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Display T43 Errors ("Type 0F (String...")


#1

I have a routine that runs every second; this routine updates the display :

using System;
using System.IO;
using System.Collections;
using System.Threading;
using Microsoft.SPOT.Hardware;

using Microsoft.SPOT;
using Microsoft.SPOT.Presentation;
using Microsoft.SPOT.Presentation.Controls;
using Microsoft.SPOT.Presentation.Media;
using Microsoft.SPOT.Presentation.Shapes;
using Microsoft.SPOT.Touch;

using Gadgeteer.Networking;
using GT = Gadgeteer;
using GTM = Gadgeteer.Modules;
using Gadgeteer.Modules.GHIElectronics;
using GHI.Hardware.FEZHydra;

namespace hydra_centrifuge
{
    public partial class Program
    {
        int counter = 0;
        Font ninab = Resources.GetFont(Resources.FontResources.NinaB);
        Bitmap bmap = new Bitmap(480, 272);

        void ProgramStarted()
        {
            Debug.Print("Program Started");
            InterruptPort IntButton = new InterruptPort(Pin.PD9, false, Port.ResistorMode.PullUp, Port.InterruptMode.InterruptEdgeLow);
            IntButton.OnInterrupt += new NativeEventHandler(IntButton_OnInterrupt);
//            bmap.DrawLine(Microsoft.SPOT.Presentation.Media.Color.White, 2, 10, 10, 10, 100);
//            bmap.DrawEllipse(Microsoft.SPOT.Presentation.Media.Color.White, 50, 40, 20, 20);
            bmap.DrawTextInRect(counter.ToString(), 100, 100, 100, 100, 0, Color.White, ninab);
            bmap.DrawRectangle(Color.White, 5, 50, 50, 200, 200, 5, 5, Color.White, 1, 5, Color.White, 1, 5, 0);
            bmap.Flush();
            GT.Timer timer = new GT.Timer(1000); // every second (1000ms)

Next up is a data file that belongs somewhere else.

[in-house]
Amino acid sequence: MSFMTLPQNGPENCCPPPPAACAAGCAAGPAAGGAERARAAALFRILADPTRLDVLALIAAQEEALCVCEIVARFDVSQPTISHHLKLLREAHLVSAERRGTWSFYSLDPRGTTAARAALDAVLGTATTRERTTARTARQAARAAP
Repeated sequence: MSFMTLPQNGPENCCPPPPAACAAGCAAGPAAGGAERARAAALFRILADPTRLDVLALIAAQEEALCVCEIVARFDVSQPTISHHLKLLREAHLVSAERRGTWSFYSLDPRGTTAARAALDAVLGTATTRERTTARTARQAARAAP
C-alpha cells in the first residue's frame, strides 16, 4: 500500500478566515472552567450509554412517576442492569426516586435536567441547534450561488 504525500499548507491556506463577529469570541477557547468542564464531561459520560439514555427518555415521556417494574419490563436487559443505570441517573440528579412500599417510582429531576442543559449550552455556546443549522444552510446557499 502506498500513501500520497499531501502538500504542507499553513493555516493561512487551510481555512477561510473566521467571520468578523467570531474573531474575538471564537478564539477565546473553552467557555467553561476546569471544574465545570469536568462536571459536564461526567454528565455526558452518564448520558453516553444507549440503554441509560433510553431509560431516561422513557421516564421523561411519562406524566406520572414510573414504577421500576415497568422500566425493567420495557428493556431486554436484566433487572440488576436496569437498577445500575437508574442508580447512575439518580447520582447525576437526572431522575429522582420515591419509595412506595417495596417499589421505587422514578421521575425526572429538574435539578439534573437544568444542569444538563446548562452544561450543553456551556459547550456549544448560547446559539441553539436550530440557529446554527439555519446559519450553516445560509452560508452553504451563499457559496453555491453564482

timer.Tick += new GT.Timer.TickEventHandler(timer_tick);
            timer.Start();

        }

        void IntButton_OnInterrupt(uint port, uint state, DateTime time)
        {
            counter = counter + 1;
        }


        void timer_tick(GT.Timer timer)
        {
                Debug.Print(counter.ToString());
                Bitmap bmap2 = new Bitmap(480, 272);
                bmap2.DrawTextInRect(counter.ToString(), 100, 100, 100, 100, 0, Color.White, ninab);
                bmap2.Flush();
        }  // manages timing


    }
}

All is well, but within usually less than 30 seconds, the debug window gives me something like:

[quote]12
12
12
12
12
GC: 1msec 400248 bytes used, 5890884 bytes available
Type 0F (STRING ): 696 bytes
Type 11 (CLASS ): 10728 bytes
Type 12 (VALUETYPE ): 1032 bytes
Type 13 (SZARRAY ): 3420 bytes
Type 03 (U1 ): 252 bytes
Type 04 (CHAR ): 672 bytes
Type 07 (I4 ): 1044 bytes
Type 0F (STRING ): 36 bytes
Type 11 (CLASS ): 1416 bytes
Type 15 (FREEBLOCK ): 5890884 bytes
Type 16 (CACHEDBLOCK ): 120 bytes
Type 17 (ASSEMBLY ): 28212 bytes
Type 18 (WEAKCLASS ): 96 bytes
Type 19 (REFLECTION ): 192 bytes
Type 1B (DELEGATE_HEAD ): 684 bytes
Type 1D (OBJECT_TO_EVENT ): 216 bytes
Type 1E (BINARY_BLOB_HEAD ): 347760 bytes
Type 1F (THREAD ): 1536 bytes
Type 20 (SUBTHREAD ): 144 bytes
Type 21 (STACK_FRAME ): 1668 bytes
Type 22 (TIMER_HEAD ): 72 bytes
Type 27 (FINALIZER_HEAD ): 120 bytes
Type 31 (IO_PORT ): 144 bytes